In her hands, a small bird like an organ stitched outside the body, delicate and feathered. The bird has died and she carries the carcass, which to her is still the bird. Its liquid-black eyes are pupiless and from its mouth a drop of blood spills. It had flown into the window.
My brother is a boy, and there is my sister, also a child, with her white-blond hair, the day she killed a rabbit. It was an accident. She dropped the tiny creature. It curled its spine as it fell, stretched its body as though reaching for her. I could see what was about to happen. The neck of the rabbit snapped at the spine upon landing. She bent and cupped the limp rabbit in her hands.
“Oh,” I said, “it’s OK.” I wanted to comfort her. “It’s not your fault,” I whispered. My hands came up to cover my mouth.
“I know!” she cried.
And now I don’t remember what she did. All I see is her frail child’s body in a pink bathing suit, her voice like one who knew no darkness, as though darkness existed only beyond her.
“I know!” she said again, let us pretend, and then the rabbit was gone and so was she.
And what if the organ, dead, worked its way to the outside of the body, worked its way through the skin to surface like a sliver of wood? If the body can generate life, why not regenerate? Plucked like an apple—torn away—leaving the skin paler and pink-hued, a scar to mark its deliverance. Here is my old heart; I’ve grown one anew. We would stretch out our hands and give thanks; we would let it dry and hang it from a string above the baby’s cradle. Let the dog play fetch with it. We would leave it in a shoebox in the closet and find it years later, only to wish we had given it away already.
It is autumn and we are all grown up, my siblings and I. In the yard out back I sit with my son, nearly two-years-old. He picks the burdock I have told him not to pick, one stuck already in his downy red hair. I watch him, my love unrestrained, fiercely protective of this one life, and yet weary in the way one who has learned to distrust her instincts grows weary.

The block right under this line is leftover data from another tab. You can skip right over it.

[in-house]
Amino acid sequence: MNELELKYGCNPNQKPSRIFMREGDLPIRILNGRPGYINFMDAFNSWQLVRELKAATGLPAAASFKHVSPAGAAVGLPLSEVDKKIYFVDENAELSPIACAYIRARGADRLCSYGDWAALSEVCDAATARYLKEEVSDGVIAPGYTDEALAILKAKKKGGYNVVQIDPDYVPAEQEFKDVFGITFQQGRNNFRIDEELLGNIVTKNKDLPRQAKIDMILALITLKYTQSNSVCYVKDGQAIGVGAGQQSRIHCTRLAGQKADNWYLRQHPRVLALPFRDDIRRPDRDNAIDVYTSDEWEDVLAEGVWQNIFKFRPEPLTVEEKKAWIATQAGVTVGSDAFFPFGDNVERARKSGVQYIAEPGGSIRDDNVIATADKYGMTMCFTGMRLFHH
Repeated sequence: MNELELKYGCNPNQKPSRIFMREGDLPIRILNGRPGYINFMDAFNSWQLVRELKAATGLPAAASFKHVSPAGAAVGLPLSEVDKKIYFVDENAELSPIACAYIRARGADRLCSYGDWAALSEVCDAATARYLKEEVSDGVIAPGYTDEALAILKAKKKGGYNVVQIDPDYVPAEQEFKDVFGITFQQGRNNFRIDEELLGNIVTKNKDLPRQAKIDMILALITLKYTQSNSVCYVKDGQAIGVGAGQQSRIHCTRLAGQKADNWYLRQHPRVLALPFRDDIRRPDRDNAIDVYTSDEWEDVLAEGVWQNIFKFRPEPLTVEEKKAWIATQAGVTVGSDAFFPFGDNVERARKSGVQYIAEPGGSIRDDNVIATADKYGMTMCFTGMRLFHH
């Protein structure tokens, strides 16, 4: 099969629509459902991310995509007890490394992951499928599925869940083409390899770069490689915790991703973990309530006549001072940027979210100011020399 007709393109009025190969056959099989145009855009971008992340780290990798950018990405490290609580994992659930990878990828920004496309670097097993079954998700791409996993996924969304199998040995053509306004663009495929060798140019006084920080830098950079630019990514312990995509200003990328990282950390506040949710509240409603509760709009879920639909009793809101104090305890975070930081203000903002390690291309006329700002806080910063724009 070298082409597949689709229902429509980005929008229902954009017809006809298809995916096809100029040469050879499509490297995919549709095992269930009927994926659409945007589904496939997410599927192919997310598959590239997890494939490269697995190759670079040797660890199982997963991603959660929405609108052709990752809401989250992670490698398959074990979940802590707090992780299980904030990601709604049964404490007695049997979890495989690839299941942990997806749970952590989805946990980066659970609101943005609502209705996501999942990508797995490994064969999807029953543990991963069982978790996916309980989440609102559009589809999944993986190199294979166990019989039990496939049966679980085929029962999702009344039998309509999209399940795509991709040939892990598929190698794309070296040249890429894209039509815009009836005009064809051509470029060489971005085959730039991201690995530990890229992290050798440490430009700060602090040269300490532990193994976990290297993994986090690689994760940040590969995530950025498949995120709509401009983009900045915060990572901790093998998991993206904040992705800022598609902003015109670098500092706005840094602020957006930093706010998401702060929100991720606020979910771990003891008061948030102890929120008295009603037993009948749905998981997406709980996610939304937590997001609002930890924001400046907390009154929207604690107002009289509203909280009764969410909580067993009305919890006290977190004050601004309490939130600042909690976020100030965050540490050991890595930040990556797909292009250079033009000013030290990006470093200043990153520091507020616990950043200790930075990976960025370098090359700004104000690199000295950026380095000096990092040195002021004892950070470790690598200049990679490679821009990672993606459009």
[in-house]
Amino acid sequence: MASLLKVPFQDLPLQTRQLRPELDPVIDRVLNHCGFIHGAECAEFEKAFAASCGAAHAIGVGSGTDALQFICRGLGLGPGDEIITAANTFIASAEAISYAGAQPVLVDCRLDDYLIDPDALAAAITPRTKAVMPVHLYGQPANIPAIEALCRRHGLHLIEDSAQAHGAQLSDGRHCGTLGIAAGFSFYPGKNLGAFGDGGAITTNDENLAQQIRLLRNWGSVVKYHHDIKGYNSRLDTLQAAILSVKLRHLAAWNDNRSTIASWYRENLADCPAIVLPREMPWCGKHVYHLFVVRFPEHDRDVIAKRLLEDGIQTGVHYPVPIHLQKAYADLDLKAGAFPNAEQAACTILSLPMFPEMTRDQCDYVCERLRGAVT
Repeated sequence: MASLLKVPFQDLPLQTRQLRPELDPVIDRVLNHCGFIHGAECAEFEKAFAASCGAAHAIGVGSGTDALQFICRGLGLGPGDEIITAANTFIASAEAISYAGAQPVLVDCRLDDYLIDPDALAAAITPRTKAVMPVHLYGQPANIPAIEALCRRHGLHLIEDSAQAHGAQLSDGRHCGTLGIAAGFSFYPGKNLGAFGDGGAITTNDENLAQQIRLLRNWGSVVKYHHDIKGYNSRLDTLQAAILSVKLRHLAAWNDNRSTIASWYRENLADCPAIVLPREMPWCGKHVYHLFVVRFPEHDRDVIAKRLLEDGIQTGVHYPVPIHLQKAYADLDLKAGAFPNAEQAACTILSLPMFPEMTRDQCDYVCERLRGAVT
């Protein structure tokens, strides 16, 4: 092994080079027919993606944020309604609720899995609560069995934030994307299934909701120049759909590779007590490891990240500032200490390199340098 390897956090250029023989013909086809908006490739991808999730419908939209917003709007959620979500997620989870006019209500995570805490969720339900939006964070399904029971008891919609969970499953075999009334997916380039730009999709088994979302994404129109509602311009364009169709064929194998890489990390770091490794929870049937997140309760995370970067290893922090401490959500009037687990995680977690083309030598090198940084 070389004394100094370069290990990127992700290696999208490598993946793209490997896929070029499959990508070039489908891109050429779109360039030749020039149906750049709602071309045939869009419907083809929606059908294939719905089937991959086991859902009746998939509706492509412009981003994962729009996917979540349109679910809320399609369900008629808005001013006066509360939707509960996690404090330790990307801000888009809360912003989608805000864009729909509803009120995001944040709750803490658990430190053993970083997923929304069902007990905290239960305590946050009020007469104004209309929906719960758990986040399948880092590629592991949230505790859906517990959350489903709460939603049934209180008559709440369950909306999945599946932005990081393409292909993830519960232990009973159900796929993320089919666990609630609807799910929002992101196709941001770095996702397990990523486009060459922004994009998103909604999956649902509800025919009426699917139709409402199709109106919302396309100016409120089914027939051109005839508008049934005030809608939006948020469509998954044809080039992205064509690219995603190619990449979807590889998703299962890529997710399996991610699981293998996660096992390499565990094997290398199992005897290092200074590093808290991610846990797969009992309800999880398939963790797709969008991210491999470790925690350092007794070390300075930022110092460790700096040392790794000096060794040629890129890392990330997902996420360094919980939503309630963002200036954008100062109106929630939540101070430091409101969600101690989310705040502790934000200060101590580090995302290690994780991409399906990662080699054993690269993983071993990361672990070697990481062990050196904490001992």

The sky is blue and the clouds catch there. They are smoky and bone white. Their edges light up like neon signs. I close my eyes and listen. I hear the geese honking in the distance, a screeching like children in the schoolyard. But when I open my eyes I can’t see them—not yet. This strange honking comes to me like something from another time, like nothing of this time, time-out-of-time, in the space of this era where we touch each other not with hands, hold each other not with voice, where we kill each other not with gun but—a body shucked, limp on a screen. A body breathless and alone in the dark of a bedroom, the gun turned the wrong way.
Nothing remains of what I held true as a child.
First used as a term for soldiers, nostalgia meant homesickness.
It is a longing for home,
the home of memory,
a place to which one can never return.
The geese are afloat now in the sky; beautiful, black bodied, dark bodies fly there in pitched arch. I hold my son in my arms. He points with small hands. I don’t know what he sees, as he cries out. But he is pleased. Later we will roll in the grass and he will jump on me again and again, screaming with bodily pleasure, wild with exhaustion.
I am always trying to get at something that exists, rests, lives, just around the bend. Trying to unearth the secret pain so that I might examine it, give name to its spiny features, and sing it back to sleep. There were years when I lost everything. But they passed.
We believe in our immunity, that our privilege vaccinates us from caring about the dead, lost, imprisoned, stolen, or enslaved. Not those somewhere else, those over there, but right here—the invisible ones. And our children—God, our children—they cannot be here in this paragraph too. How many times I have prayed over mine, Please, don’t take him from me. I beg of you. Who suffers in exchange for our freedom? Whose children if not ours? Let us forget that I have said this.
Dead organs make their way to the skin, memory of what has been. There is the golden field where you walked with your sister under the balled up sun—can you hear the wheat swish in the prairie wind? And there are the days you lay among the statues with your lovers, promising never again. You will pluck them like strange fruit or let them fall upon the loamy earth and become fertilizer.
Let us pretend that the body regenerates anew. We will covet what is rightfully ours—our memory, our longing, our home, our money, our children, our freedom. We will return from war to the world we imagined while we sat safely in rooms making robots do our killing, all of our wounds tucked away like secret lovers. We bleed from the inside out.
In her hands, a dead bird, cupped there as she flees. Its feathers catch fire in the light. Nothing really is as it seems to be here, in the quiet of the world. Beneath a sky of gunmetal gray, the baby sighs in your arms, and sleeps and dreams.